President Joe Biden formally recognized the Ottoman Empire’s mass killing of more than 1.5 million Armenians more than a century ago as genocide in a statement on Saturday.
The declaration was previewed earlier this week, and signals an effort by the Biden administration to address human rights by naming the atrocities that began in 1915 as genocide, which former sitting presidents in the United States have stopped short of doing.
“Each year on this day, we remember the lives of all those who died in the Ottoman-era Armenian genocide and recommit ourselves to preventing such an atrocity from ever again occurring,” Biden said in the statement issued Saturday marking the 106th anniversary of the beginning of the atrocities. “And we remember so that we remain ever vigilant against the corrosive influence of hate in all its forms.”
Biden’s predecessors have steered away from demonstrating the courage to explicitly recognize the atrocities as genocide while in office, for fear of threatening ties with the NATO ally.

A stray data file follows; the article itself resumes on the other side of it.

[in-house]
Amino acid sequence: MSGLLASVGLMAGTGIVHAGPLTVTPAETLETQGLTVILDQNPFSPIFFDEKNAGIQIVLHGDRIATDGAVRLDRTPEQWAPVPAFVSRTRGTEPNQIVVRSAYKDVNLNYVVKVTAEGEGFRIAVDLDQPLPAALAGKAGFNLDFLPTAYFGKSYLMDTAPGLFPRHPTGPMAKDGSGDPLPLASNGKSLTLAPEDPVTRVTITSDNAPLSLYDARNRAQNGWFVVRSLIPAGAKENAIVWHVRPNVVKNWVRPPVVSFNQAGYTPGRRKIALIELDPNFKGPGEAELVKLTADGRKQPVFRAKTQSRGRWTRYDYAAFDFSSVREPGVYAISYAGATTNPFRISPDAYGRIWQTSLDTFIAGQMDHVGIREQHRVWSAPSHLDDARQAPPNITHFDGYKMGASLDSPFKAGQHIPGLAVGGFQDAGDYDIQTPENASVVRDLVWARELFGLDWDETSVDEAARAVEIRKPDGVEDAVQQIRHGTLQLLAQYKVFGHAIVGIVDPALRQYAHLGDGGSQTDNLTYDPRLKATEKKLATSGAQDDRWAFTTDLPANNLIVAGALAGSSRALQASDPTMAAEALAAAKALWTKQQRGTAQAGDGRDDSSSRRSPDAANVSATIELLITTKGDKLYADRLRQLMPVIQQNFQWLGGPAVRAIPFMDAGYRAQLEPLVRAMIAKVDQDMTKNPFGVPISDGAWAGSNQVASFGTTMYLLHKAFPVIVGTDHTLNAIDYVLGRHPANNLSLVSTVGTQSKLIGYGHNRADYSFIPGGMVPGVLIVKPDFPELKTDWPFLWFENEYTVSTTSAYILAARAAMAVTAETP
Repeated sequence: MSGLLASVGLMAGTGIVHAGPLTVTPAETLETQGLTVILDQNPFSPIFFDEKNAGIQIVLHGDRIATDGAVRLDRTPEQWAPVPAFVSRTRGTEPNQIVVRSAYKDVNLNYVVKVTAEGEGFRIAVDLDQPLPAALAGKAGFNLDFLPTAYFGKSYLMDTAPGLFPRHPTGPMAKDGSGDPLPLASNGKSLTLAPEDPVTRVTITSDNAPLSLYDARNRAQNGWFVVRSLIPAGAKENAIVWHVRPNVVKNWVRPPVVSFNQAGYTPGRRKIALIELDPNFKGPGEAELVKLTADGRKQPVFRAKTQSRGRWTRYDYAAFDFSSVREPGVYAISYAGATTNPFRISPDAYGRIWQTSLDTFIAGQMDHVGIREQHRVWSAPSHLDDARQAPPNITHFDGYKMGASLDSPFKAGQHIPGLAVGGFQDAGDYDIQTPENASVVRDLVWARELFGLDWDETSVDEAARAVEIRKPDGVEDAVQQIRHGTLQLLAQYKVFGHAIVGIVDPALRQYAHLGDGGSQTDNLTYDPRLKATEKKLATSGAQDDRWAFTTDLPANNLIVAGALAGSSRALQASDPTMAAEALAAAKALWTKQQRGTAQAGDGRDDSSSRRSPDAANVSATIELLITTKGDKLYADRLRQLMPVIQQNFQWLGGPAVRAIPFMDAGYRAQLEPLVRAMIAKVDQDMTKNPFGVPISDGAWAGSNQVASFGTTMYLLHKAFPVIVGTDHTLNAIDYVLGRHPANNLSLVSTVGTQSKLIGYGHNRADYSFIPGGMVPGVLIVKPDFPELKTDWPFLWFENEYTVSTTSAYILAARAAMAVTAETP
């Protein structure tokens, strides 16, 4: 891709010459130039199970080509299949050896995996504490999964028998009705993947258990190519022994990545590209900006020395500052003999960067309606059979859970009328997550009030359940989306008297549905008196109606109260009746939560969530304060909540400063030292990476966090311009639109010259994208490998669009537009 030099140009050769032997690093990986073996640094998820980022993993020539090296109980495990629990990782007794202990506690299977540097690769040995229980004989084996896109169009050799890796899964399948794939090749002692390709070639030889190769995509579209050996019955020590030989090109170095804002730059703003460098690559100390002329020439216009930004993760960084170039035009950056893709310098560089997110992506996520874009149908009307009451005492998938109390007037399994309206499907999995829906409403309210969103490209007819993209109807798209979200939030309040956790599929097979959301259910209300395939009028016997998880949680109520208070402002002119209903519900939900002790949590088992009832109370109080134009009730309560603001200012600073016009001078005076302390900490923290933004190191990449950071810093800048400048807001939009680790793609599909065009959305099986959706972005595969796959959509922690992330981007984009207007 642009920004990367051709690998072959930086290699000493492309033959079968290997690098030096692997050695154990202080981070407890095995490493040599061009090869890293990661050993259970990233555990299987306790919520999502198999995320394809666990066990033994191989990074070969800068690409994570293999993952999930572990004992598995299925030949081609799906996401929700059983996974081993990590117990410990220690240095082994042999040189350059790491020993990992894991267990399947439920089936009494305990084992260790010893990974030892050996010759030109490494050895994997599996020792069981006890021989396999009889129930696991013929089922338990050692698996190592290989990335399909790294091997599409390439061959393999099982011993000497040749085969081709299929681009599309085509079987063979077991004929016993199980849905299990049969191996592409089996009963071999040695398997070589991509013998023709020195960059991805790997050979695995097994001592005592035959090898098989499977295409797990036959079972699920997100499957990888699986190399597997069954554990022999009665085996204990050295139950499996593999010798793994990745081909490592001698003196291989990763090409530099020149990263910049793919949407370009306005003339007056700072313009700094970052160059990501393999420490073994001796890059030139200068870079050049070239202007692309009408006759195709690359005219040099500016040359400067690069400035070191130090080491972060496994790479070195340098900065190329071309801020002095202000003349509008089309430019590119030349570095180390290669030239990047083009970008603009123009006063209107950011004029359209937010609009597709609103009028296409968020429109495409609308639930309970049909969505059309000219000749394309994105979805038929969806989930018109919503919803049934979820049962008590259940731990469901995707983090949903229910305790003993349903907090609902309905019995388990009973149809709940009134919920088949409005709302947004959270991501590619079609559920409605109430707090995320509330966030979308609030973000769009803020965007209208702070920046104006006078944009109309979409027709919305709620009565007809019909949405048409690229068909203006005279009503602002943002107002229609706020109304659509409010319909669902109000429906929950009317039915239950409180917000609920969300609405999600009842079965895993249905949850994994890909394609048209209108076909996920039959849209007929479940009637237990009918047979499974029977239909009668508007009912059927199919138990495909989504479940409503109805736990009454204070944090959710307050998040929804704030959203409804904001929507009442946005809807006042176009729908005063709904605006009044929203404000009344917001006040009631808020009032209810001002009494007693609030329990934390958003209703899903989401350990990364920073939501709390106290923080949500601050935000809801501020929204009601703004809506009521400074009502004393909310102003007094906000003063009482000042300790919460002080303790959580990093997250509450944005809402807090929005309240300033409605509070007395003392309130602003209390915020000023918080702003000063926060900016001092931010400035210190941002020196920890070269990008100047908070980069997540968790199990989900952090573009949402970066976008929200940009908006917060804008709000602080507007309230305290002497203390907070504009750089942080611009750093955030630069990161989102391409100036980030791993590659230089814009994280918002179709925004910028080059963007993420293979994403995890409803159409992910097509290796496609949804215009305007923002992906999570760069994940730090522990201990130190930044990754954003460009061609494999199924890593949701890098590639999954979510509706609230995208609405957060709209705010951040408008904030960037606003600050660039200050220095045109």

The Armenian National Committee of America said in a statement Saturday the president’s declaration “has ended a century-long era of American complicity in Turkey’s denials.”
Meanwhile, Turkey’s foreign minister, Mevlut Cavusoglu was quick to criticize Biden’s remarks on Twitter.
“We entirely reject this statement,” he tweeted. “We have nothing to learn from anybody on our own past. Political opportunism is the greatest betrayal to peace and justice.”
The Turkish foreign ministry on Saturday said the declaration “distorts the historical facts,” that it will “open a deep wound that undermines our mutual trust and friendship.”
Leading up to the Biden’s statement on Saturday, Turkish president Recep Tayyip Erdogan had also denied that the killings were genocide and sought to thwart the Biden’s recognition of the atrocities as such.
“The American people honor all those Armenians who perished in the genocide that began 106 years ago today,” Biden said, concluding his statement.